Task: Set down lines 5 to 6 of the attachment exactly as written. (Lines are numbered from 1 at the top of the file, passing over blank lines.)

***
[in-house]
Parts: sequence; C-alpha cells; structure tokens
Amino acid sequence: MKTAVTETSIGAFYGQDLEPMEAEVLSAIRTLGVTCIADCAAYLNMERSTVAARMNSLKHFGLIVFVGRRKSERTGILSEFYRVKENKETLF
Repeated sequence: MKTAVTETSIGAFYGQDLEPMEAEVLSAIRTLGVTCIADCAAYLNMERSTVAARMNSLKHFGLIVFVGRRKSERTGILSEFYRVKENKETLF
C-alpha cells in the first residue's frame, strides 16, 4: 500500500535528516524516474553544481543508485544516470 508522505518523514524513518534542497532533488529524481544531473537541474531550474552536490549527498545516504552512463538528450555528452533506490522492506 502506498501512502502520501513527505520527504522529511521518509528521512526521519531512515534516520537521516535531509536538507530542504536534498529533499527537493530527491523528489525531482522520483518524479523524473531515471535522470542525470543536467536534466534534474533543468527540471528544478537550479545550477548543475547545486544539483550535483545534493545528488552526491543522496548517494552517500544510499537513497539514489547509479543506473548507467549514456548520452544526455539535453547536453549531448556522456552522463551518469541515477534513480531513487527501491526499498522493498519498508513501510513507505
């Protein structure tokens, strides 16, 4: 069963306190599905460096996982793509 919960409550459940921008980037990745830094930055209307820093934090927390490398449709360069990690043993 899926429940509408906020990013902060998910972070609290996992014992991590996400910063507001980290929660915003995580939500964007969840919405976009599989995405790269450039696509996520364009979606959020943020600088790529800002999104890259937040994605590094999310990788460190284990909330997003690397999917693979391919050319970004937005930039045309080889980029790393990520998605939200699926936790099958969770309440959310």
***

C-alpha cells in the first residue's frame, strides 16, 4: 500500500535528516524516474553544481543508485544516470 508522505518523514524513518534542497532533488529524481544531473537541474531550474552536490549527498545516504552512463538528450555528452533506490522492506 502506498501512502502520501513527505520527504522529511521518509528521512526521519531512515534516520537521516535531509536538507530542504536534498529533499527537493530527491523528489525531482522520483518524479523524473531515471535522470542525470543536467536534466534534474533543468527540471528544478537550479545550477548543475547545486544539483550535483545534493545528488552526491543522496548517494552517500544510499537513497539514489547509479543506473548507467549514456548520452544526455539535453547536453549531448556522456552522463551518469541515477534513480531513487527501491526499498522493498519498508513501510513507505
């Protein structure tokens, strides 16, 4: 069963306190599905460096996982793509 919960409550459940921008980037990745830094930055209307820093934090927390490398449709360069990690043993 899926429940509408906020990013902060998910972070609290996992014992991590996400910063507001980290929660915003995580939500964007969840919405976009599989995405790269450039696509996520364009979606959020943020600088790529800002999104890259937040994605590094999310990788460190284990909330997003690397999917693979391919050319970004937005930039045309080889980029790393990520998605939200699926936790099958969770309440959310």